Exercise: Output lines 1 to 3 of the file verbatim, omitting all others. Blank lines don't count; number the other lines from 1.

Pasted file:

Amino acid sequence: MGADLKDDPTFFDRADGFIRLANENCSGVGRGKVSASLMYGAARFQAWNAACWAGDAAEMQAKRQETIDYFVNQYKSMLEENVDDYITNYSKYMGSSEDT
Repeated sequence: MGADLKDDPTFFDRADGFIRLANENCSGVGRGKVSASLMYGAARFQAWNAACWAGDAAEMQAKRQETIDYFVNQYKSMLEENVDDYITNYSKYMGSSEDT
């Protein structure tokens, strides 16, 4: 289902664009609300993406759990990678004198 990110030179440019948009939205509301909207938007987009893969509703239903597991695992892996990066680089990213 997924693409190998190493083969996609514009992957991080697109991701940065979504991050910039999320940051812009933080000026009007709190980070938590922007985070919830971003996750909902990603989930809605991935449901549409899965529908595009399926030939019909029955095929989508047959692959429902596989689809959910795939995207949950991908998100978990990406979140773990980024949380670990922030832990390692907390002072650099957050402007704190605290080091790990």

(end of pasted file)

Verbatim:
Amino acid sequence: MGADLKDDPTFFDRADGFIRLANENCSGVGRGKVSASLMYGAARFQAWNAACWAGDAAEMQAKRQETIDYFVNQYKSMLEENVDDYITNYSKYMGSSEDT
Repeated sequence: MGADLKDDPTFFDRADGFIRLANENCSGVGRGKVSASLMYGAARFQAWNAACWAGDAAEMQAKRQETIDYFVNQYKSMLEENVDDYITNYSKYMGSSEDT
């Protein structure tokens, strides 16, 4: 289902664009609300993406759990990678004198 990110030179440019948009939205509301909207938007987009893969509703239903597991695992892996990066680089990213 997924693409190998190493083969996609514009992957991080697109991701940065979504991050910039999320940051812009933080000026009007709190980070938590922007985070919830971003996750909902990603989930809605991935449901549409899965529908595009399926030939019909029955095929989508047959692959429902596989689809959910795939995207949950991908998100978990990406979140773990980024949380670990922030832990390692907390002072650099957050402007704190605290080091790990």